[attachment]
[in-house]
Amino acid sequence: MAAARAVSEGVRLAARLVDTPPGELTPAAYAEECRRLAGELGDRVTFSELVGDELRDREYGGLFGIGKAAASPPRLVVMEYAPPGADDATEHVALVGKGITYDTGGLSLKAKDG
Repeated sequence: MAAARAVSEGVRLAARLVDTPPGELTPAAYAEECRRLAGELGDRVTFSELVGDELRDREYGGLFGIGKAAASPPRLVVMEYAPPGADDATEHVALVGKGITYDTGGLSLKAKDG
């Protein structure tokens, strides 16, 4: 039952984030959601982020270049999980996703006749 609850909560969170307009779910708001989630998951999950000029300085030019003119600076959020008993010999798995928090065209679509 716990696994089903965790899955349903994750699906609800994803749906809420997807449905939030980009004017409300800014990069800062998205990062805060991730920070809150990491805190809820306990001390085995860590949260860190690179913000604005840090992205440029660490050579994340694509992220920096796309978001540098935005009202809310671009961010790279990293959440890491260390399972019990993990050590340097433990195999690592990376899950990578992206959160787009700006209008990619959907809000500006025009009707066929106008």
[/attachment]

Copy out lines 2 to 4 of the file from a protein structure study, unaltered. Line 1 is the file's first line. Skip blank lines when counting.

Amino acid sequence: MAAARAVSEGVRLAARLVDTPPGELTPAAYAEECRRLAGELGDRVTFSELVGDELRDREYGGLFGIGKAAASPPRLVVMEYAPPGADDATEHVALVGKGITYDTGGLSLKAKDG
Repeated sequence: MAAARAVSEGVRLAARLVDTPPGELTPAAYAEECRRLAGELGDRVTFSELVGDELRDREYGGLFGIGKAAASPPRLVVMEYAPPGADDATEHVALVGKGITYDTGGLSLKAKDG
């Protein structure tokens, strides 16, 4: 039952984030959601982020270049999980996703006749 609850909560969170307009779910708001989630998951999950000029300085030019003119600076959020008993010999798995928090065209679509 716990696994089903965790899955349903994750699906609800994803749906809420997807449905939030980009004017409300800014990069800062998205990062805060991730920070809150990491805190809820306990001390085995860590949260860190690179913000604005840090992205440029660490050579994340694509992220920096796309978001540098935005009202809310671009961010790279990293959440890491260390399972019990993990050590340097433990195999690592990376899950990578992206959160787009700006209008990619959907809000500006025009009707066929106008």